So, I know that usually when you read an album review, you’re used to just dealing with one release at a time, but tough times call for tough decisions and we here at BRM have decided to consolidate your album reviews from now on. ACTUALLY, this is a double album re-release. So what we’re basically doing is the musical equivalent of a hand me down…we’re getting Australia’s sloppy seconds so to speak.
OK, ok…enough joking and down to business. The band Caligula’s Horse has been making some noise in the US over the past 2 years. So much so that they got picked up by Inside Out Records, and they are so happy with the performance of their 2015 release Bloom, that Inside Out has decided to re-issue the band’s first two albums Moments from Ephemeral City and The Tide, The Thief & River’s End, both due out June 16th in the US followed by a short European Tour in June.
Moments from Ephemeral City was originally intended to be a solo album for guitarist Sam Vallen. Now to be honest, I’m not sure if it was supposed to be just an instrumental release until vocalist Jim Grey came along, but it certainly sounds that way. This is not a bad thing, it just seems that a lot of the songs on this first release were guitar heavy in the solo department. Some of the tunes sound like the vocals were an after-thought which is hard to do considering the vocalist were talking about.
This first release wasn’t a “band” effort exactly, it was just Jim Grey and Sam Vallen with Vallen playing most of the instruments and Grey handling the vocals. Originally released independently in Australia in 2011, it was said to be produced in “various makeshift studios” which is very remarkable.
Since we’re talking about that, let’s start there…when I read that this album was produced at multiple “makeshift” studios, I was stunned and impressed. First off, when I hear the word “makeshift” anything, I think of low quality, and barely held together. So I’m picturing these “studios” as being basically living rooms, basements and bathrooms around the Brisbane/Gold Coast areas of Australia, and with that in mind WOW! The production on this album is fantastic for a professional studio, let alone someone’s kitchen.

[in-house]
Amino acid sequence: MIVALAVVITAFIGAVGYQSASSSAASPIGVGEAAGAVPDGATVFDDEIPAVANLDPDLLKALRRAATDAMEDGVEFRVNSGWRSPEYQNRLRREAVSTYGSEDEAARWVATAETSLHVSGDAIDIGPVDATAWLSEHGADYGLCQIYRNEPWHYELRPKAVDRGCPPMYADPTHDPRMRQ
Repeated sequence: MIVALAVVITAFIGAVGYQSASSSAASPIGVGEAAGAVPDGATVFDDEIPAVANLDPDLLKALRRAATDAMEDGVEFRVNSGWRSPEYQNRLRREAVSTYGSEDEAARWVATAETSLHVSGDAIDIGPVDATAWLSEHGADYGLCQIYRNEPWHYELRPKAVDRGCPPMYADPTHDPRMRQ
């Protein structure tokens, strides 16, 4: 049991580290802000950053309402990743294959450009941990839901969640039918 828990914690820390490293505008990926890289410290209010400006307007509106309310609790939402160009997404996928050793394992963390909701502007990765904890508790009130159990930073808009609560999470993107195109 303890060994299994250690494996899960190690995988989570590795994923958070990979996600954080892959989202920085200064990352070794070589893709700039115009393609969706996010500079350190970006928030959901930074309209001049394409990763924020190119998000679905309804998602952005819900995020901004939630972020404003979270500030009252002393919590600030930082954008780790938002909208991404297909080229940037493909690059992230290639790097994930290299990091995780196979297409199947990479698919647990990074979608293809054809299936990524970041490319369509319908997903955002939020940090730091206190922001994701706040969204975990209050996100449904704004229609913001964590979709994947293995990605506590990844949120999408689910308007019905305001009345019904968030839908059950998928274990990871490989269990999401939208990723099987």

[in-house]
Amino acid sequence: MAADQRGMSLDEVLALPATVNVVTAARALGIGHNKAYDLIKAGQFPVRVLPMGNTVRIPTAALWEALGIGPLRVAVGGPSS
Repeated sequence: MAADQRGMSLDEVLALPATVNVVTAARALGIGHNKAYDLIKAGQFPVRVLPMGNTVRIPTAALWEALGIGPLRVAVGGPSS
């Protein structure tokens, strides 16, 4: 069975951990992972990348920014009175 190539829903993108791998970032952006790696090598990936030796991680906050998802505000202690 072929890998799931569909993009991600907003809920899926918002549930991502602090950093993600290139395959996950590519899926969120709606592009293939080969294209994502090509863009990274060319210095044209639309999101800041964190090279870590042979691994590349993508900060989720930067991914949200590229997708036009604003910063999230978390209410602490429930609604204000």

Guitarist Sam Vallen was responsible for all the guitar work, producing, mixing, mastering, making the beds, catering and bedtime stories…I mean, some people are just too talented for words. Vallen’s guitar work is worthy of the label virtuoso, his solos are creative, shredding and provoke emotion which is a rarity in the Prog genre. On top of his soloing, the song writing on this release is diverse, melodic and just wonderful. “Singularity” is truly a masterpiece of guitar work from Vallen. A track souly dedicated to Vallen’s guitar, it excels at keeping me interested, which is saying a lot considering I’m not a fan of the instrumental track as a whole, but this one is exceptional.
Caligula’s Horse is a hard band to pin down stylistically from the very first song of the very first release. From song to song, and measure to measure, they go from Tool like heavy like in the tune “Alone in the World”, to Prog metal reminiscent of Between the Buried and Me (without the death metal vocals) for the song “Calliope’s Son.” Just when you thought that was enough of wide range of styles, the next song will be atmospheric and soulful ala Pink Floyd, like the song “Silence,” and then the acoustic laden, harmony rich “Ephemera” will cleanse the pallet one more time. I think when it’s all said and done, Caligula’s Horse is a Progressive band…Rock? Metal? Both? All of the above for sure, and this release demonstrates that several times over, but this was just the beginning.